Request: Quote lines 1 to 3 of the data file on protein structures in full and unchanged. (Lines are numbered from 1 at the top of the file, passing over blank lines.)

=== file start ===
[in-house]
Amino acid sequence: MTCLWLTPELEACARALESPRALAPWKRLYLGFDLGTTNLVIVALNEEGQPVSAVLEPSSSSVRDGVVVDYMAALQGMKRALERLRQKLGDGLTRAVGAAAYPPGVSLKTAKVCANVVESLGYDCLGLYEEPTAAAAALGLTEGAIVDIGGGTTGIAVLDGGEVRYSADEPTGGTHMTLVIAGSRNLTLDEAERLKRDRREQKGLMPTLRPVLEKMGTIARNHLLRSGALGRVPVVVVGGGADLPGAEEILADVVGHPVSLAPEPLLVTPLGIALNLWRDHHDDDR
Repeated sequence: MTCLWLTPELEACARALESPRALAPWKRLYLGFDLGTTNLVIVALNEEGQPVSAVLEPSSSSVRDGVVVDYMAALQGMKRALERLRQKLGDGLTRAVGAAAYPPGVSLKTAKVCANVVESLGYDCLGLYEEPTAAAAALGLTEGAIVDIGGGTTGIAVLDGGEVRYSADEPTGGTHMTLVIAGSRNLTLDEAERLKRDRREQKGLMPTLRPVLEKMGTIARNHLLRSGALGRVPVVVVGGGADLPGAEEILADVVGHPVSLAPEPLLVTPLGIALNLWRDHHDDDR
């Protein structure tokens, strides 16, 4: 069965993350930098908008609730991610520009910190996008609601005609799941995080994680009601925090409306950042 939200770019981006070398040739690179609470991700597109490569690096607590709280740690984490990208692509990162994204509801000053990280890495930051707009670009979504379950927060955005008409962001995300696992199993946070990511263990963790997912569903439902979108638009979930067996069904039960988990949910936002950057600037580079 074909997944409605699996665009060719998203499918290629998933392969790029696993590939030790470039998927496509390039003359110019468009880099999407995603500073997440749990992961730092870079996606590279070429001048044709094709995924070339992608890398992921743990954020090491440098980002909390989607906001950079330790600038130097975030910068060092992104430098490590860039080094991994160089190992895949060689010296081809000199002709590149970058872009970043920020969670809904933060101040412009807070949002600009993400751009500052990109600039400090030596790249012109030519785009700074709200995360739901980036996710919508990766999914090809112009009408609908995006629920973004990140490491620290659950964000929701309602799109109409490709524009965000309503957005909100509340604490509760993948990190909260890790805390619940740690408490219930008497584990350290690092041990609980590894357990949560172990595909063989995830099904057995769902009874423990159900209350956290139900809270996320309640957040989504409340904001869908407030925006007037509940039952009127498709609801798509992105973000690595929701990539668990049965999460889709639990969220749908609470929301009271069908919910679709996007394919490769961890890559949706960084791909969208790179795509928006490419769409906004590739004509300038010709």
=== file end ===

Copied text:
[in-house]
Amino acid sequence: MTCLWLTPELEACARALESPRALAPWKRLYLGFDLGTTNLVIVALNEEGQPVSAVLEPSSSSVRDGVVVDYMAALQGMKRALERLRQKLGDGLTRAVGAAAYPPGVSLKTAKVCANVVESLGYDCLGLYEEPTAAAAALGLTEGAIVDIGGGTTGIAVLDGGEVRYSADEPTGGTHMTLVIAGSRNLTLDEAERLKRDRREQKGLMPTLRPVLEKMGTIARNHLLRSGALGRVPVVVVGGGADLPGAEEILADVVGHPVSLAPEPLLVTPLGIALNLWRDHHDDDR
Repeated sequence: MTCLWLTPELEACARALESPRALAPWKRLYLGFDLGTTNLVIVALNEEGQPVSAVLEPSSSSVRDGVVVDYMAALQGMKRALERLRQKLGDGLTRAVGAAAYPPGVSLKTAKVCANVVESLGYDCLGLYEEPTAAAAALGLTEGAIVDIGGGTTGIAVLDGGEVRYSADEPTGGTHMTLVIAGSRNLTLDEAERLKRDRREQKGLMPTLRPVLEKMGTIARNHLLRSGALGRVPVVVVGGGADLPGAEEILADVVGHPVSLAPEPLLVTPLGIALNLWRDHHDDDR